It seems there are really 2 questions here:
is completely standard. に binds to a noun and marks is as indirect object, i.e. you bought the toy to or for the/your little sister.
In the other sentence, something else is going on:
In order to become a good child, you have to get up early and go to sleep early.
The easiest way is to read this as a fixed construction ~には~ used for expressing "In order to something, you have to something / something has to happen". Note that you can't use には to mean "in order to" generally, the "have to" part needs to be there, e.g.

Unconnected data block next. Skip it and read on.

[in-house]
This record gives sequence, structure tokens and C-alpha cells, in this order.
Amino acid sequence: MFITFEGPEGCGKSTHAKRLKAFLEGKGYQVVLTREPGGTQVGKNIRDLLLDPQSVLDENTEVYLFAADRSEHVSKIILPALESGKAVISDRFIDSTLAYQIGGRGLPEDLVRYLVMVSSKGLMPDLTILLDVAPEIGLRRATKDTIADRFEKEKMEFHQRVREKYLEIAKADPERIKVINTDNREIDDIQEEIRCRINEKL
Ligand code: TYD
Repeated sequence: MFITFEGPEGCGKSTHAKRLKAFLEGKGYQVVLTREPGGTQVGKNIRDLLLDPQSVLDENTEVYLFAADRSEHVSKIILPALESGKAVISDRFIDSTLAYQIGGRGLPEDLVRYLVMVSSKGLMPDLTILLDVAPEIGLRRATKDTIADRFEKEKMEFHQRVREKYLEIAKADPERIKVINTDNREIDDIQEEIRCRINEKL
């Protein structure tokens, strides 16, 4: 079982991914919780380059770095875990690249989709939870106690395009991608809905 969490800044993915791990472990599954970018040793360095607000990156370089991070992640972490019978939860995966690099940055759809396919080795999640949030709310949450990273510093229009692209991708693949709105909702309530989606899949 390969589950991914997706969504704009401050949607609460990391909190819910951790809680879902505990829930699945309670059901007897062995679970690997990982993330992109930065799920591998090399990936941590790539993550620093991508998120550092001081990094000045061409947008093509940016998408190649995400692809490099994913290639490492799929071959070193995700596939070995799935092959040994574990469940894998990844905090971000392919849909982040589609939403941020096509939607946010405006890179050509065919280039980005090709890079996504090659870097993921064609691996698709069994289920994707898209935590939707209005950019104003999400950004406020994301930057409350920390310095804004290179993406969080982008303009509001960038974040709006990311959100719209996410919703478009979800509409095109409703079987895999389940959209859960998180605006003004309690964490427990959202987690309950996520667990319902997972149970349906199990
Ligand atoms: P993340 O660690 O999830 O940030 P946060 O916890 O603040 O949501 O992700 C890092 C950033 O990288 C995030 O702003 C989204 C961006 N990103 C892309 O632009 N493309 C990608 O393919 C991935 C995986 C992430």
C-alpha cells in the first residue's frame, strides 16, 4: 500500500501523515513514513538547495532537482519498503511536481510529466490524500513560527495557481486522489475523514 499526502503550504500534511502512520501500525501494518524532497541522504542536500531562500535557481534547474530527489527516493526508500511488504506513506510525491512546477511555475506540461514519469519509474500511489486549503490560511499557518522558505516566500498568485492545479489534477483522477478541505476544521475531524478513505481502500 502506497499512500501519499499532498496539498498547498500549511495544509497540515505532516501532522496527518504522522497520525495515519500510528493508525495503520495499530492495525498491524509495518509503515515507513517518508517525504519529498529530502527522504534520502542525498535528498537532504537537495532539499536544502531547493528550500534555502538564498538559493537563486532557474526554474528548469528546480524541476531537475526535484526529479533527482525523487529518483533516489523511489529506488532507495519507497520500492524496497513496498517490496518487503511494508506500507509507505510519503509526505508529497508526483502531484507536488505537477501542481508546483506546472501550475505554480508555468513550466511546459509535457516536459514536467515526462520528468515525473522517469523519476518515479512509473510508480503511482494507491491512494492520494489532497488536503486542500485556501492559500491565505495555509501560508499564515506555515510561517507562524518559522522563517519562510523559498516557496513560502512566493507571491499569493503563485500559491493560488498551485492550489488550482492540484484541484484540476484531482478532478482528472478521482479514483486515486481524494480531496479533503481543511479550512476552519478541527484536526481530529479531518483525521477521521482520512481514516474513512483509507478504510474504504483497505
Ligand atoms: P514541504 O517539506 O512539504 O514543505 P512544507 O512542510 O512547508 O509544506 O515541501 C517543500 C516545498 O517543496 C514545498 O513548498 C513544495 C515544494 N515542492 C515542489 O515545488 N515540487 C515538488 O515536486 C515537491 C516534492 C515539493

He got up early and went to sleep early in order to become a good child
is ungrammatical. It would have to be e.g. よい子になるために早寝早起した
A bit of background is that Japanese used to have zero-nominalization, i.e. you were able to attach case particles to verbs as is they were nouns. In modern Japanese, this is not generally felicitous, but survives in many fixed constructions.